* Supply risks for UK are from Norway, global LNG market
* Britain's gas production falling by 4.5 pct a year
* Import bill could rise to 16 bln stg/year next decade
* UK could run out of domestic gas by next decade
By Henning Gloystein and Nina Chestney
LONDON, April 15 Britain is well placed to deal
with the possibility of a Russian cutoff of gas to Europe during
the Ukraine crisis, because it receives most of its imports from
Norway and has significant domestic reserves.
As relations worsen between Kiev and Moscow, European gas
customers fear that Russia could cut off exports to Ukraine,
which is an important transit route for natural gas to the
Russia supplies around a third of Europe's gas, some 40
percent of which it ships through Ukraine. Gazprom has
threatened to cut supplies if Ukraine continues to fail to pay
its bills and has warned of a possible reduction in onward
deliveries to Europe.
Although Britain does not import Russian gas directly, it
does receive some gas from the continent, to which Russia
exports over 160 billion cubic metres (bcm) of gas a year.
Britain's supply risks mainly involve a disruption to
Norwegian gas supply or turmoil in the Middle East, which could
affect imports of liquefied natural gas (LNG) from Qatar.
"The physical problem of interruptions at this time of year
is low. We are in spring and going into summer, and we have low
demand and a lot of gas in storage," Jonathan Stern, chairman of
the Natural Gas Research Programme at the Oxford Institute for
Energy Studies, told Reuters.
"A Norwegian disruption would be the biggest problem for the
UK at present. We are receiving very little LNG from anywhere,
because Asian prices are high, and they are taking all of the
LNG out of Europe."
Another factor that will affect Britain's gas market for
years to come is the drop in its domestic production by about
two thirds from its peak in 2000 to 37 bcm a year now, less than
half of annual demand.
The government hopes the decline will slow and that Britain
will still produce 19 bcm of North Sea gas by 2030.
But if the decline does not slow, Britain will run out of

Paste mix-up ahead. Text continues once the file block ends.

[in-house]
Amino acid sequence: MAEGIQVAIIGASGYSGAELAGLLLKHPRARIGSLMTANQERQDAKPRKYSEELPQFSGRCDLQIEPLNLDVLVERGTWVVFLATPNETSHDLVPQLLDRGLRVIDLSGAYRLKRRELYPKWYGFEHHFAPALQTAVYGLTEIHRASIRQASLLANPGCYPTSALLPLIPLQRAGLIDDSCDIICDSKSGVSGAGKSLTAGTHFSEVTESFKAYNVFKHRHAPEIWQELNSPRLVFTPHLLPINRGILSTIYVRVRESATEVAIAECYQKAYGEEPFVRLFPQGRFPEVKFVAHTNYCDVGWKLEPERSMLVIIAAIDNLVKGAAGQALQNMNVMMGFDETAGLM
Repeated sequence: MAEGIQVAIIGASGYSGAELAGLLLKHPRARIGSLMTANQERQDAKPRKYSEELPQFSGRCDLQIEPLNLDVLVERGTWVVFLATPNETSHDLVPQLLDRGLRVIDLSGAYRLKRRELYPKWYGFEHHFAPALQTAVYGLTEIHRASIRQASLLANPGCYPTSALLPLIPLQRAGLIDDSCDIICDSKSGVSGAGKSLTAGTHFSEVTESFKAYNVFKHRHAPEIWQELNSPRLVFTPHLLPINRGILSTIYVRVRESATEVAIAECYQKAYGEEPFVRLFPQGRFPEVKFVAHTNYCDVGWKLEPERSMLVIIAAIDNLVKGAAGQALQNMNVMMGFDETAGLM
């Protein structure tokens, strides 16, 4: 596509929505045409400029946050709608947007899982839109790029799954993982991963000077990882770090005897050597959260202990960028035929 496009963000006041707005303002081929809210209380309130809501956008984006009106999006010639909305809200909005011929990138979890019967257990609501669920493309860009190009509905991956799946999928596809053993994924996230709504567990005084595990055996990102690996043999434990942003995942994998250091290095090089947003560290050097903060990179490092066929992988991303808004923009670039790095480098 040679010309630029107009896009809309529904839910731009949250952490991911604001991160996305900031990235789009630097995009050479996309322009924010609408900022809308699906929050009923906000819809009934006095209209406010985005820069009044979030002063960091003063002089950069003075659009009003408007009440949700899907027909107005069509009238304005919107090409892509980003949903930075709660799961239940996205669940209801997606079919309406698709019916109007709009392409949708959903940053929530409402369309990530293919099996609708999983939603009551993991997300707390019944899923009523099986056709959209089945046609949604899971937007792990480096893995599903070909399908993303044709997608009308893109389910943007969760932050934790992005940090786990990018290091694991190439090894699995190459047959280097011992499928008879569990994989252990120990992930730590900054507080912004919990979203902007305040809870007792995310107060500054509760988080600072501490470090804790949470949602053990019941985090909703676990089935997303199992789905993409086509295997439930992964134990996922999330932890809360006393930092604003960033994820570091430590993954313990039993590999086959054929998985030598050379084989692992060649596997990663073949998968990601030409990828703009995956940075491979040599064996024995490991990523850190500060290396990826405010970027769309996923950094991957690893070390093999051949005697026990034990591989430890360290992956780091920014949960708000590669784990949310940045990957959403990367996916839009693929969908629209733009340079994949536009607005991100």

home-produced gas by the early 2020s, doubling its current
annual import bill of 8.48 billion pounds ($14.2 billion) to 16
billion pounds within a decade.
Becoming an import-dependent country increases supply risks.
Britain's two single biggest suppliers are Norway, which
pumps its gas through the North Sea via several pipelines, and
LNG imports from overseas, mostly from Qatar.
Norway's exports to Britain are expected to remain stable at
around 25-30 bcm for the next decade at least, but LNG sourcing,
volumes and prices will vary widely as Britain competes with
buyers in Asia and Latin America, where gas prices are higher
than in Europe.
"Demand in Asia for LNG is high and still rising, despite
high transportation costs. If the U.S. decides to increase its
LNG exports, Europe will have to reach into its pocket to
prevent all LNG from being shipped to Asia," said Hans van
Cleef, a senior energy economist at ABN Amro.
The two main ways that Britain could improve its supplies
would be to boost its own shale gas output and increase its
storage capacity, allowing it to create a cushion against
Because Britain in the past could rely on its own
production, its gas storage sites, even when fully topped up,
can meet only around two weeks' worth of demand. This compares
with around 15 weeks in France or Germany, which have always
relied largely on imported gas.
As Britain's resources dwindle, pressure has mounted to
invest more in storage capacity, especially since 2013 when an
unusually long winter almost depleted its stocks, causing
extreme price spikes and fears of outages.
Despite these calls, British utility Centrica called
off two gas storage projects last year after the government
decided against subsidising such projects, saying it would cost
around 750 million pounds over 10 years.
Britain is also in the early stages of exploring for shale
gas, but most analysts expect annual production to remain below
10 bcm in the 2020s.
"Without shale, we are forecasting we will be importing 70
percent of our gas by 2025," Minister of State for Energy
Michael Fallon said this month.
($1 = 0.5976 British Pounds)
(editing by Jane Baird)